Advertising - like tha Redskins' offense - has all but disappeared from RFK Stadium this season.
The dearth of billboards is deliberate, says Bob Sigholtz, general manager of what people are supposed to start calling Starplex, for STadium ARmory ComPlex.
This season's ad revenue - Sigholtz won't say how much they might be - were sacrificed to get ready for a unfield advertising program at the stadium.
Ultimately, the signs will be back, he says, along with what is being promoted as the world's greatest scoreboard, complete with animated color cartoons and singing commercials.
The super scoreboard, he estimates, will cost $1.2 million. Advertising fees will buy it, and once paid for the sign will make money, says Sigholtz.
The D.C. Armory Board is with-holding approval of the scoreboard until it gets an auditor's report verifying that rhe project can be handled without cost to the board or the taxpayers.
The Armory Board's track record on self-supporting projects is not good. The stadium was supposed to pay for itself. But it hasn't been able to pay the interest on its $20 million in bonds since the first year and never has paid a dime on the principle. It's now assumed the city and the federal government will be stuck for the tab when the bonds fall due next year.
Sigholtz says he doesn't know how big annual advertising revenues will have to be to pay off the principal and interest on million-dollar scoreboard.
The sign he wants would be the world's first color, animated football scoreboard. The nearest thing to it is the sign in New York's Times Square put up by American Sign and Indicator Co., which is likely to be the only bidder on the RFK job.
Next to the computer-controlled scoreboards will be four giant advertising panels: the companies that buy them also will get two minutes of commercials on the animated scoreboard at each game.
Sigholtz said Starplex is asking major advertising agencies to bid on handling the whole business - scoreboard, billboards and posters.
Until this year, three different agencies sold stadium advertising: one had posters, another billboards, and so on. All three contracts wree allowed to lapse so a unified contract could be worked out, but the deal wasn't completed in time and that's why a giant sign for the Diplomats soccer team and a smaller one for The Washington Post are the only ads there.
DISCO WINNER: Michael O'Harro, who turned the little-used dining room at Georgestown's Carriage House restaurant into the super successful Tramps discoteque, has been named Disco Businessman of the Year. For the second year in a row.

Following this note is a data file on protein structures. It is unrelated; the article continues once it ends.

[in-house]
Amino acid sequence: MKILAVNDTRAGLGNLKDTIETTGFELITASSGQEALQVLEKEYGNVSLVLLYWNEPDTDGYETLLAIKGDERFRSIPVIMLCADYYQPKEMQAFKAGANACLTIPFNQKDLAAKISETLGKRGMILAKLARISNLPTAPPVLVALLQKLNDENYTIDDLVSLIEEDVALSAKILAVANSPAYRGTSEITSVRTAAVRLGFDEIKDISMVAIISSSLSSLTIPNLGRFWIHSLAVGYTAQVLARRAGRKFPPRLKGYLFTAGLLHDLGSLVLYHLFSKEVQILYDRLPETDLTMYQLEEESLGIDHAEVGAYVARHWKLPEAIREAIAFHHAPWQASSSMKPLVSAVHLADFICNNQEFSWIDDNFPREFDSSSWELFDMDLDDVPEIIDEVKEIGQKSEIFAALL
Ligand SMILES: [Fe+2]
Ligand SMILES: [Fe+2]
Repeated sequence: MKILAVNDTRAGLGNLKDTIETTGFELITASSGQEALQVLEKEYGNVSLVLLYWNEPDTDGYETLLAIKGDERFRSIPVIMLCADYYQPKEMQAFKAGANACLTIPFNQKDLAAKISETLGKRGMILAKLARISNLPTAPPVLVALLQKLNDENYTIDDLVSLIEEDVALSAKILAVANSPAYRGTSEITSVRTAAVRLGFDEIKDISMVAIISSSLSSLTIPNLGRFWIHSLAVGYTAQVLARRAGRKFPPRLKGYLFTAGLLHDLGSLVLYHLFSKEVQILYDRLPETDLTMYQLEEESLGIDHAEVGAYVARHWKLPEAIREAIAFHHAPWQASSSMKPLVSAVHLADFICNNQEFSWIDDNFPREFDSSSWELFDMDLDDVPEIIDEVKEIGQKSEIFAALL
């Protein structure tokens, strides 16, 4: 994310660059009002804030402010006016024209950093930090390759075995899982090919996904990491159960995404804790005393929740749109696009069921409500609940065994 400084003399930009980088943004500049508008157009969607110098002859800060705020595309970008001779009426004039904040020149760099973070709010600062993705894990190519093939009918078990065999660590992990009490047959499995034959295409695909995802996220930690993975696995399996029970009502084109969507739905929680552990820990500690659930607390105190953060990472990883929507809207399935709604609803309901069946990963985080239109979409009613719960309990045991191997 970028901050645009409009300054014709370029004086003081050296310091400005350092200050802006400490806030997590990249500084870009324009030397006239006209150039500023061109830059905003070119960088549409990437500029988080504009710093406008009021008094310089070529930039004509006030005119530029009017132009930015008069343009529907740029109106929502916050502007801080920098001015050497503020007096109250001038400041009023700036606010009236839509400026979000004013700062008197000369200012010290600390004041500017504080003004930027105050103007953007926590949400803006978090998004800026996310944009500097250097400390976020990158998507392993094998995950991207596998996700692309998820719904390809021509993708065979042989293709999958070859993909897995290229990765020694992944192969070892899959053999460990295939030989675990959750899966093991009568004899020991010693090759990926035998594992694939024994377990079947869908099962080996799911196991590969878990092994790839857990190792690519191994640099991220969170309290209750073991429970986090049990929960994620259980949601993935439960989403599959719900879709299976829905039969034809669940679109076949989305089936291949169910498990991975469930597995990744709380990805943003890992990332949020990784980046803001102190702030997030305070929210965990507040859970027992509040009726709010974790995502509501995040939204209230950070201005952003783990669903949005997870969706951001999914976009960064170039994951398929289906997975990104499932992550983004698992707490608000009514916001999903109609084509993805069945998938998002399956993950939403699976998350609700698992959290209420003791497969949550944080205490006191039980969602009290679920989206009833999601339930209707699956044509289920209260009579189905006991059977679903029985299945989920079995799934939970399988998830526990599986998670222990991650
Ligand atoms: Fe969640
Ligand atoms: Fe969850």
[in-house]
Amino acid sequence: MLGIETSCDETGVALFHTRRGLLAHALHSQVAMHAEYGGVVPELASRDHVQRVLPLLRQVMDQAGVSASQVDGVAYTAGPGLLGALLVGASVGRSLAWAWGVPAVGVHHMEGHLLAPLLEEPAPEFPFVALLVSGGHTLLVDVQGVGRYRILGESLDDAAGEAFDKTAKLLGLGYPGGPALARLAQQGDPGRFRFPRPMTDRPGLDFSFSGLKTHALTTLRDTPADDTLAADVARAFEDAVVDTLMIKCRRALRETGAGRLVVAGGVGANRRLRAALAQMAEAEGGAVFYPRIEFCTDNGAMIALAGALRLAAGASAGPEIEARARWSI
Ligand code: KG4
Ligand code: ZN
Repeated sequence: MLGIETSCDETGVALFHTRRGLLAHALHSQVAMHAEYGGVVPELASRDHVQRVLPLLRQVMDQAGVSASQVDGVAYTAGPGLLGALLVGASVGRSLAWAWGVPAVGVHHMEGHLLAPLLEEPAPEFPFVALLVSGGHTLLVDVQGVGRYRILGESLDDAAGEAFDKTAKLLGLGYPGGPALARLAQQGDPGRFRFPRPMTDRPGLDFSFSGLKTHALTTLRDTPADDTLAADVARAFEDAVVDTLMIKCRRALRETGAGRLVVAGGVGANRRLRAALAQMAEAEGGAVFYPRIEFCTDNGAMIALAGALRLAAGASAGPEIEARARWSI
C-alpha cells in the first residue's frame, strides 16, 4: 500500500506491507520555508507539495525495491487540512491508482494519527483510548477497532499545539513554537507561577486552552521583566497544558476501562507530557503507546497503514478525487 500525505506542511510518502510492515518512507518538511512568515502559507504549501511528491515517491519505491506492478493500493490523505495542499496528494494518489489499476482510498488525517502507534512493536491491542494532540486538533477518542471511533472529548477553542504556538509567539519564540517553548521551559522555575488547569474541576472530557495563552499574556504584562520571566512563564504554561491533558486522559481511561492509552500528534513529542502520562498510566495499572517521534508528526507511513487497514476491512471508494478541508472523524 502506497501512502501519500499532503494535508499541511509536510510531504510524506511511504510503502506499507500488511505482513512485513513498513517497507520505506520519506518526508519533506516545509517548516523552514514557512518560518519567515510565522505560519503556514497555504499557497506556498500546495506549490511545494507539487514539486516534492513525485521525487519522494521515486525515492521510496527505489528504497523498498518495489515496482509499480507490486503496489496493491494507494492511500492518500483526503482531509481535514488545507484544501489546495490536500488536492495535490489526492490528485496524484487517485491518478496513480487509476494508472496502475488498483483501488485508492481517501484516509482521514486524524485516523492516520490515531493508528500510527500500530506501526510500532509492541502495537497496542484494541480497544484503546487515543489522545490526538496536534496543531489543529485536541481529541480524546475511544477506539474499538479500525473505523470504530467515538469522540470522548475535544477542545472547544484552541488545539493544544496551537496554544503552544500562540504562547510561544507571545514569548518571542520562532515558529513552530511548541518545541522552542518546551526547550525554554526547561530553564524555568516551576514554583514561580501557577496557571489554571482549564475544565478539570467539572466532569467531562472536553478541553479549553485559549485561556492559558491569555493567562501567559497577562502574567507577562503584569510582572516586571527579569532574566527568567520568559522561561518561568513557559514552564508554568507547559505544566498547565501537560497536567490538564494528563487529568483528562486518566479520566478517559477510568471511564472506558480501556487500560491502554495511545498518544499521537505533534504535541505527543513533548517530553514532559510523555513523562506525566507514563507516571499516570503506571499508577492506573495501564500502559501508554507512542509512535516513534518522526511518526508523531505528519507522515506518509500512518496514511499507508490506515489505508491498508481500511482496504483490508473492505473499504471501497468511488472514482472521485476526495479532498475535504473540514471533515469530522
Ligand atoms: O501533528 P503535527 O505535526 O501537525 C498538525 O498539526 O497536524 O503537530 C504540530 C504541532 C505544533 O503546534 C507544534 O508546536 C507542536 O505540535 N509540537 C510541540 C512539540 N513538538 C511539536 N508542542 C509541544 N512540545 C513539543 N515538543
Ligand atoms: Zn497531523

It's the kind of honor that raises all sorts of questions - like who picks the disco businessman of the year? The answer is Billboard magazine, the outfit that makes money musically. It not only picks disco songs, it runs & disco convention and sells a how-succeed-in-disco book.
And how do you get to be disco businessman of the year? Well, being in bed with Billboard, professionally speaking, doesn't seem to hurt. O'Harro, it turns out, is not only a consultant to Billboard, he wrote its disco book.
And the book, of course, is being promoted as the work of the disco businessman of the year . . .
Self grandisement is not a sin to disco promoter O'Harro, it's a way of life. After spending a long lunch hour telling a reporter about himself. O'Harro follows up professionally with a note saying. "I hope you are as excited about the story as I am."
Oh, the pluck of the Irish.
WHERE ELSE?: If Tramps is the oldest disco in town, the newest soon will be opening in the sprawling downtown basement of the Atlanta Building at 930 F Street.
Paul Parsons, who paid upwards of $2 million for that structure and the one next door at 928, has cleaned 90 years of cobwebs and crud out of the lower level to create an entertainment complex.
It's to be known as Underground Atlantis, which is redundant.
At any rate, by the first of the year there will be disco dancing live entertainment and fine food downstairs.
MORE STORES: Washington's reputation as the hottest retail market in the country continues to be enhanced by new stores, new branches of old ones, and expansion. Among the latest:
Home Inc., the do-it-yourself floor covering chain opened its eight unit, in Seabrook. Since 1974, it has doubled the number of stores.
Wm. Fox Co. has added a second-floor women's clothing department to the men's store it has occupied at 2136 Pennsylvania Ave. since 1965. P. J. Bolle, fomerly of Pappagalo, is the manager.
Celtic Fair, a shop featuring Irish imports, opened in Alexandria's Old Town.
The new Springfield - Hilton - at I-95 and the Beltway - won't open until spring, but general manager Jack Daniel has set up temporary quarters in the nearby Executive Plaza building while the 250-room hotel is being completed.